Family PS

I found this folder on my computer that I’d mentally tucked away in the O-em-gee-this-was-a-helluva-lot-of-work-so-never-doing-it-again-pile.


It was my “Family PS” folder. (My last post was about PSs.)

I opened up the folder and had one singular thought: God, I was good!

But I don’t mean “good” in the sense of brilliance at all. I mean “good” in the sense of you-poor-woman-you-have-no-social-life-so-you-spent-half-of-your-summer-and-endless-hours-during-the-school-year-to-create-these?

I am genuinely impressed with how pathetically devoted I am to problem solving.

Halfway through the summer of 2008 I decided to make a two-page math newsletter that would go home to my students’ families. It would have a couple of PS-type problems, fun tidbits, a cartoon here and there, featured website(s), etc. That decision was mistake numero uno. I also decided it would come out weekly — effing weekly!! Mistake numéro deux. Then I sat down at my computer, opened up Microsoft Publisher, and actually made “Issue 1.” Mistake thứ ba.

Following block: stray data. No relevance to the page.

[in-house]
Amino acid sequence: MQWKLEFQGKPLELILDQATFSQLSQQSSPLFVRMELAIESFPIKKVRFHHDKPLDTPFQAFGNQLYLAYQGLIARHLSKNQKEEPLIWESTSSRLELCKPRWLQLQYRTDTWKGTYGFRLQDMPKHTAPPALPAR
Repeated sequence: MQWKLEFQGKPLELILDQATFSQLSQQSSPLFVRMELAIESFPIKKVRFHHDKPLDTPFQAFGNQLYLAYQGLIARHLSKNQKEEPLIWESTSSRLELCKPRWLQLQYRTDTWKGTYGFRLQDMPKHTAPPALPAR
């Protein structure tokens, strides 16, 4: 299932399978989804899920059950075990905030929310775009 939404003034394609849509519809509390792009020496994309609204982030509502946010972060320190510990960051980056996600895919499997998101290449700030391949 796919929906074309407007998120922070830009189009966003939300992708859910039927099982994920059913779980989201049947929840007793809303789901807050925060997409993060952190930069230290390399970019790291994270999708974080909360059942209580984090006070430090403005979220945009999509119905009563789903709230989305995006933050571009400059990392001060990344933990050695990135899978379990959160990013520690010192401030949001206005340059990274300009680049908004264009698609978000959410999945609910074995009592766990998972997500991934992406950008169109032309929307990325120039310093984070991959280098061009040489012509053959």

3I knew the usual start to every school year would be hectic, so for the rest of that summer I cranked out the first 8 issues. 2008-2009 was a year of sleep deprivation and cellulite accumulation, but I’d turned out 30 issues.


Below was my “Issue 30” — I now notice there’s a blatant lie on it. Under the heading, top right hand corner, it reads:

Answers to this week’s problems will appear in the first issue of 2009-2010.


6Unless you have a personal secretary and a personal chef (and housecleaning service), please don’t try this at home.

What I do hope is that you’ll consider something mathy — anything tiny and almost effortless — to include in your school’s weekly/monthly newsletter.

Recruit your students to help. Each week is assigned to one kid or to a group of kids. Add something mathematical to the school’s monthly lunch menus. Add a survey and post the results the following week. Ask for estimations. Feature a math teacher once a month. Feature a mathematician — don’t forget the female ones too. Of course throw in a PS every now and then. I was the only math teacher during 08-09, but if you’re at a larger school, then one teacher can be in charge of just one or two months in the school year. Spread the joy. Have fun.

I had so many parents — like four — who told me they really looked forward to getting the weekly newsletters. How much they enjoyed solving the PS together at dinner time. They laughed at some of the jokes and cartoons. How do you find the time, Mrs. Nguyen? Do you ever sleep? They kindly thanked me and thought I was pretty great.

But they never gave me cash for it.

I think I’m going to change the dates on this set of 30 and reuse them for 2012-2013 because my once crazy-and-awesome newsletters deserve a second glance.

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